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Biochemistry. 2001 Jul 24;40(29):8479-86.

Phosphorylation of RNA polymerase II CTD fragments results in tight binding to the WW domain from the yeast prolyl isomerase Ess1.

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Department of Biochemistry, Box 3711, Duke University Medical Center, Durham, North Carolina 27710, USA.


The yeast prolyl isomerase, Ess1, has recently been shown to interact via its WW domain with the hyperphosphorylated form of the RNA polymerase II C-terminal domain (CTD). We have investigated folding of the Ess1 WW domain and its binding to peptides representing the CTD by circular dichroism and fluorescence. Ess1 WW folds and unfolds reversibly, but in the absence of ligand is only marginally stable with a melting temperature of 19 degrees C. The WW domain is stabilized by the addition of anionic ligands, namely, chloride, inorganic phosphate, phosphoserine, and phosphorylated CTD peptides. Dissociation constants were measured to be 70--100 microM for CTD peptides phosphorylated at one serine, and 16--21 microM for peptides with two or more phosphorylated serines. Weaker or no affinity was observed for nonphosphorylated CTD peptides. There is surprisingly little difference in the affinity for peptides phosphorylated at Ser 2 or Ser 5 of the consensus repeat, or for peptides with different patterns of multiple phosphorylation. The binding of Ess1 to phosphorylated CTD peptides is consistent with a model wherein the WW domain positions Ess1 to catalyze isomerization of the many pSer--Pro peptide bonds in the phosphorylated CTD. We suggest that cis/trans isomerization of prolyl peptide bonds plays a crucial role in CTD function during eukaryotic transcription.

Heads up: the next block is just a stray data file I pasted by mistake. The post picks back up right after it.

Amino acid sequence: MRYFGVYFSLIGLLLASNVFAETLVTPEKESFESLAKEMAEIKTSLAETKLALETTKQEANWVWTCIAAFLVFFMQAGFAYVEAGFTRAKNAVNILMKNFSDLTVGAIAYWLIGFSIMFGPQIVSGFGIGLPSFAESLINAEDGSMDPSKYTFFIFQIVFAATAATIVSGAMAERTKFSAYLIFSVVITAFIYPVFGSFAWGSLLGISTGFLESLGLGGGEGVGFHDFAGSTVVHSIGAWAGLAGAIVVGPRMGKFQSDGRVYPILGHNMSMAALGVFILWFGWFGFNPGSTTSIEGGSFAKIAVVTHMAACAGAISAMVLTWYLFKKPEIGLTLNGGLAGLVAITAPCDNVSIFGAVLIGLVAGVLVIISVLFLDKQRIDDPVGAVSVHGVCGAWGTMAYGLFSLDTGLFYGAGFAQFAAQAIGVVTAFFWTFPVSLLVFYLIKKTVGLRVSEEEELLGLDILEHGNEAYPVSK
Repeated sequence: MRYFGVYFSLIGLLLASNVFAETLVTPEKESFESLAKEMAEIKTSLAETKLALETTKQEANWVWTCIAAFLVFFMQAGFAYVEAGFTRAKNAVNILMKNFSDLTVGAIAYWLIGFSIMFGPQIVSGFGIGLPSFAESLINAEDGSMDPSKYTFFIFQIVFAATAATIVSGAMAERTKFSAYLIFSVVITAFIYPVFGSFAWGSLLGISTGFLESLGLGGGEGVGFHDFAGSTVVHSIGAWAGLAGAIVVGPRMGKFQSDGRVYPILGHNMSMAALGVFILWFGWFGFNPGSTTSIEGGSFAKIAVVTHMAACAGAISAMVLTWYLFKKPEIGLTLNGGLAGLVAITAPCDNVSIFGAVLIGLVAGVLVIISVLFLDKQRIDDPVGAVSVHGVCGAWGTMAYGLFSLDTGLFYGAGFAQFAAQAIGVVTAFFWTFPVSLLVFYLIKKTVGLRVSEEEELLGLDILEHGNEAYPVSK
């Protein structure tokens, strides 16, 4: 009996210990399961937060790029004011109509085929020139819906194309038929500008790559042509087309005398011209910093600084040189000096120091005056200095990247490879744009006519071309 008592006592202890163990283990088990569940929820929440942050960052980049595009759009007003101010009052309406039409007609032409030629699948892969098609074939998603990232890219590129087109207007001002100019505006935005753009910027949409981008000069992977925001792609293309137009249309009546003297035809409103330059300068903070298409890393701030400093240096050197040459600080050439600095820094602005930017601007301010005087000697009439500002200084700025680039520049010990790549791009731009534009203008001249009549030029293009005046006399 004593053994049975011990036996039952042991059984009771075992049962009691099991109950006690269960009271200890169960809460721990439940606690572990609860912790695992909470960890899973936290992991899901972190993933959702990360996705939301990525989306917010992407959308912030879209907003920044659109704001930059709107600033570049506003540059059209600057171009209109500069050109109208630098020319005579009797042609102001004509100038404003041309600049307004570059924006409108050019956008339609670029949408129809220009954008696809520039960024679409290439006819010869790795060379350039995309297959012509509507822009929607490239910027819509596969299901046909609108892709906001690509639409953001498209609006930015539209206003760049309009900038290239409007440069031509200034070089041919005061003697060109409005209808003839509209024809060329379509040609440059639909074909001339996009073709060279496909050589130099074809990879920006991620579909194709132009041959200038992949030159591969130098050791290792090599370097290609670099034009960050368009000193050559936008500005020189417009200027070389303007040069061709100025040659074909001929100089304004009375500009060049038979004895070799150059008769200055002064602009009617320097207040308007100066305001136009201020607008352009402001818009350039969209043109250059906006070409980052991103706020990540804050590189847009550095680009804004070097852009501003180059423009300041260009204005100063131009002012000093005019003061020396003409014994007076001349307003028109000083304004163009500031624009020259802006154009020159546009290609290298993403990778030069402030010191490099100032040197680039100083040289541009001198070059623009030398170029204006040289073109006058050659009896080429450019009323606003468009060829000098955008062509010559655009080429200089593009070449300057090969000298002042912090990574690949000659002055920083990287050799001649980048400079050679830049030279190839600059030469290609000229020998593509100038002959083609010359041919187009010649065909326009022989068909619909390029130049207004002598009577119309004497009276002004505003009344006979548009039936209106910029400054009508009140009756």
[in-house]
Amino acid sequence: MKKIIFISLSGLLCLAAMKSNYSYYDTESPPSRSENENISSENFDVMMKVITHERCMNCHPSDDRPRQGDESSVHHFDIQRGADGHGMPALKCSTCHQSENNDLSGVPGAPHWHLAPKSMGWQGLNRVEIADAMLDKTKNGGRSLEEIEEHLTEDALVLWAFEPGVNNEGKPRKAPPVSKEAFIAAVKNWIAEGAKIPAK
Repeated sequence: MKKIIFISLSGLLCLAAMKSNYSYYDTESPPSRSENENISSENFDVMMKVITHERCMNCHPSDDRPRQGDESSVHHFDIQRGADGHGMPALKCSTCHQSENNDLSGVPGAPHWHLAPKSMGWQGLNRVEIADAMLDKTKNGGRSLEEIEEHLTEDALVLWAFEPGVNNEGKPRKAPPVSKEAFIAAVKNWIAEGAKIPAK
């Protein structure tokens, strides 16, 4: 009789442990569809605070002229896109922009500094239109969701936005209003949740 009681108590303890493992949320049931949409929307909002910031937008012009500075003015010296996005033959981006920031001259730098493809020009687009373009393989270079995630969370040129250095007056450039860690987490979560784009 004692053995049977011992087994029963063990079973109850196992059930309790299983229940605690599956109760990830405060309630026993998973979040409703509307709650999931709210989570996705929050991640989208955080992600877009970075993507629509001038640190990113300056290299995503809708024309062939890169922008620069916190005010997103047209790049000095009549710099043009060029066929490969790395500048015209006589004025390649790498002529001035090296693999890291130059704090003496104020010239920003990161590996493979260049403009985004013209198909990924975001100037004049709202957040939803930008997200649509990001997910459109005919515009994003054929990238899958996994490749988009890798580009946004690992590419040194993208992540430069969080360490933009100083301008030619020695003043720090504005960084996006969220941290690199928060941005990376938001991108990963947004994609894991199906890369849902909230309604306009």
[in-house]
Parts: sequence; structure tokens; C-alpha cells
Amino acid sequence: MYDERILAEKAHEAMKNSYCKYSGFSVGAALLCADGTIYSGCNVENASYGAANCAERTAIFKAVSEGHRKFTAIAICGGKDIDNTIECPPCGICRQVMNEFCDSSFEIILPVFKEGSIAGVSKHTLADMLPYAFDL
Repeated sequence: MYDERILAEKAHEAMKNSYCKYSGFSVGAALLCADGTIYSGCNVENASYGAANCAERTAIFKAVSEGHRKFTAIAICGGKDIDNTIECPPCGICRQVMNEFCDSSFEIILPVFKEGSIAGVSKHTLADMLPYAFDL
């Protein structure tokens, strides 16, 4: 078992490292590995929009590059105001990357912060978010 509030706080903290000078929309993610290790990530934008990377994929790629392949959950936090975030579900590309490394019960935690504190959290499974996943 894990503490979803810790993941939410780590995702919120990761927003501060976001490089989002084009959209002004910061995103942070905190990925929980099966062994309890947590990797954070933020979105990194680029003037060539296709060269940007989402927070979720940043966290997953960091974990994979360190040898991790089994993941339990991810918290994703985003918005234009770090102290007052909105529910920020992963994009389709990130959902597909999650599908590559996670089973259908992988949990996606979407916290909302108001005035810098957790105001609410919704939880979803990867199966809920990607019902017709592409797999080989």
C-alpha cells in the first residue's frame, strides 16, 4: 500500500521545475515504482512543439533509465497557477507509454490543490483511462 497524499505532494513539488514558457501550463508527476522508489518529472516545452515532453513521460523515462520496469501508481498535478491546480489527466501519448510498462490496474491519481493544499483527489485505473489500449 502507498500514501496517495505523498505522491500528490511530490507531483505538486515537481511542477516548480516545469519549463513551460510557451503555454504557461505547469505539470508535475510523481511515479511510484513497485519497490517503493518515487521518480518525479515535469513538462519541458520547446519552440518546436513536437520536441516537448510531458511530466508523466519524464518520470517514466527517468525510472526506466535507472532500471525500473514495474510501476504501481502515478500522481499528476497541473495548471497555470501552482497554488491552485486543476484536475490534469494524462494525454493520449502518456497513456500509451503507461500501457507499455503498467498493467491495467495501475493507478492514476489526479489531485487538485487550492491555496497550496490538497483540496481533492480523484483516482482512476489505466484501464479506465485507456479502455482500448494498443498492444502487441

[Indexed for MEDLINE]

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